OpenInfra Live is a new, weekly hour-long interactive show streaming to the OpenInfra YouTube channel every Thursday at 14:00 UTC (9:00 AM CT). Episodes feature more OpenInfra release updates, user stories, community meetings, and more open infrastructure stories.
The GSMA expects there will be over 24 billion edge connections by 2025, 20% of them on 5G. The intelligent edge is the analysis of data and development of solutions at the site where the data is generated. A recent survey, conducted by Wind River and supported by the OpenInfra Foundation, highlights some key trends around the intelligent edge and how open source plays a critical role. Join Ildiko Vancsa, senior manager of community and ecosystem at the OpenInfra Foundation, as she hosts Mark Collier, COO of the OpenInfra Foundation, and Paul Miller, CTO of Wind River, to learn about the results of the survey and insight into how upstream communities are making progress for this emerging use case.
Enjoyed this week’s episode and want to hear more about OpenInfra Live? Let us know what other topics or conversations you want to hear from the OpenInfra community this year, and help us to program OpenInfra Live! If you are running OpenStack at scale or helping your customers overcome the challenges discussed in this episode, join the OpenInfra Foundation to help guide OpenStack software development and to support the global community.
Vancsa kicked off the episode by dropping a stat and how this has created the intelligent edge use case: 24 billion connected edge devices by 2025 according to GSMA, so thinking about how these connections can be made in an automated way is critical.
“You can imagine how much demand this puts on the underlying infrastructure and how much work that is to ensure those connections remain live, managed, and can be operated in an automated fashion,” Vancsa said. “So how do we get to these 24 billion edge connections? This is where the Intelligent Edge enters the picture.”
Before jumping into the numbers, Vancsa turned to Miller to ask what the intelligent edge is, why it’s in the spotlight, and why the survey conducted by Wind River and the OpenInfra Foundation was helpful in exploring this use case.
Those 24 billion edge connections are connections at the edge, coming from new use cases being enabled like autonomous drone delivery and vehicles. Within that domain, there are use cases—two autonomous cars avoiding an accident or in telemedicine, running remote operating robots controlled by a surgeon on the other side of the world—that are running ML/AI at the edge requiring an ultra low latency connection.
“Out of those 24 billion edge devices, 20% of those will be connected by 5G in the same timeframe,” Miller said. “This paradigm change – where a lot of the applications we want to have is driving compute to the edge of the network and out to the device and driving intelligence with respect to ML/AI, augmented reality and compute processing of functions to the edge of the network to build these applications. That is fundamentally what the intelligent edge is.”
The edge use case is traditionally discussed in the mindset of telecoms and how they are building their networks, but Miller said that the survey intentionally broadened the use cases to include things like automotive, energy production, industrial manufacturing, medical and general manufacturing. They wanted to look at all of the different industries to really know what’s happening with these applications at the edge.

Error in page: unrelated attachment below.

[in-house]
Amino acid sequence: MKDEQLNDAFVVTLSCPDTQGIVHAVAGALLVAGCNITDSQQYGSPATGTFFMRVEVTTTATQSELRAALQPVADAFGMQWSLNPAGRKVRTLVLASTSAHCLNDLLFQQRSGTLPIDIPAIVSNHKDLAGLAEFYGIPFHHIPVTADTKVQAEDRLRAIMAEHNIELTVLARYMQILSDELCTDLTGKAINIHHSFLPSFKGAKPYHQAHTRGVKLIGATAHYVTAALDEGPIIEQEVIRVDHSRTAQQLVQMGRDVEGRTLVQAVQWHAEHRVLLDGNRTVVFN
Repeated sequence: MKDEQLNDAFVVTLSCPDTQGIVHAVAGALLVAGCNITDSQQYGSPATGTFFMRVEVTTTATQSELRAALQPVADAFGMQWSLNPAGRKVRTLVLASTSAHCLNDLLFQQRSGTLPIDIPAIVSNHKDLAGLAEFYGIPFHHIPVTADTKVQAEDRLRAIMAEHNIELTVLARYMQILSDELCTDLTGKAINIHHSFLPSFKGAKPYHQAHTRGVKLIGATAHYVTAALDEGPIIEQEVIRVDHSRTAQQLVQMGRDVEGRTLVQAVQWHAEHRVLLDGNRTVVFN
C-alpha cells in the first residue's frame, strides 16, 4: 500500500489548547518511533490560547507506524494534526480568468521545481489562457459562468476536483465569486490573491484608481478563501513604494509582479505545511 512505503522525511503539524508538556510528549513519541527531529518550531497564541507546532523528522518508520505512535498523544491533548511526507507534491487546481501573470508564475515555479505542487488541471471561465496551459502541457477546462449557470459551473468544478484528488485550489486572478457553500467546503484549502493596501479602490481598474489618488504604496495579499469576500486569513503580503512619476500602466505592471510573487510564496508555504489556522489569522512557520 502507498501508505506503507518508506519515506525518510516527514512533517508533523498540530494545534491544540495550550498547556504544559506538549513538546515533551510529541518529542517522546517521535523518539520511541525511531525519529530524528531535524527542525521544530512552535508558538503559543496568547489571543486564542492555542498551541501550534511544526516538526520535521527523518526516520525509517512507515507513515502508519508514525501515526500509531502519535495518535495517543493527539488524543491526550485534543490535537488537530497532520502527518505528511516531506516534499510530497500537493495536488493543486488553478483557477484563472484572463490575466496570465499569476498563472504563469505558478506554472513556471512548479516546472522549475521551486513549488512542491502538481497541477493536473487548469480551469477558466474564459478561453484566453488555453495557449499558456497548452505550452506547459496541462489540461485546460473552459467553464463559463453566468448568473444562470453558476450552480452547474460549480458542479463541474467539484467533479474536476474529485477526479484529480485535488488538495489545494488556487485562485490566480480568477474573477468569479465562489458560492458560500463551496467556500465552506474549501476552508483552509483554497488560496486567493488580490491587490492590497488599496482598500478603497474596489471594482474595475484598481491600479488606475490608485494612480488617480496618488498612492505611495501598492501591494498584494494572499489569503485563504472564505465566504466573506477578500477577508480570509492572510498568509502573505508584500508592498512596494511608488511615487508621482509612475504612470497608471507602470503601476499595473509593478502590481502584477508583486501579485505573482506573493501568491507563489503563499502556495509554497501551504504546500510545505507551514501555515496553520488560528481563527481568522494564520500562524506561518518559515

“Looking at the data from the survey, at least 40% of EU and US respondents indicated that some investments would be increased by over 50%,” said Miller.
You can watch this previous webinar hosted by Wind River to see what these areas are including remote operations and maintenance and artificial intelligence and machine learning.
What’s the real world impact? This whole space of industrial use cases and applications is really starting to become the hottest area around open source adoption. Collier said we are seeing a lot of reuse of technologies that were proven and built in the centralized data center era, which is fundamentally compute, storage, and networking.
“Now we are talking about thousands of sites, billions of connections and that really changes the difficulty and a lot of work has to be done,” he said. “The next decade of open infrastructure is an incredible ground for innovation and collaboration across the world, so it’s an exciting next phase when we think about where we are going as a community.”
Miller agreed, saying this explains the genesis and reason for StarlingX at the OpenInfra Foundation. He said we are coming out of a lot of years of activity around OpenStack and Kuberentes, however those technologies were built together in a monolithic environment. As you look at the new problem of a highly distributed system, the strategy must change.
“You have thousands of sites you have to manage as one distributed environment and that fundamental new set of requirements drove the existence of StarlingX,” said Miller. “New innovative ideas happened in that open source activity around distributed control planes and self healing networks that fully embraced the challenges of a distributed edge cloud.” =
“StarlingX is the next generation that still has its foundation in OpenStack and Kubernetes, but is taking a fresh look at distributed systems,” Miller continued.
According to the survey, 76% of respondents expect the intelligent edge to increase opportunities for innovation, due to the migration of applications from the central data center to the edge of the network like Miller and Collier discussed earlier in the episode. 72% expect the rate of digital transformation of organizations—sometimes accelerated by outside forces like the COVID-19 pandemic—to be accelerated by the adoption of compute at the edge.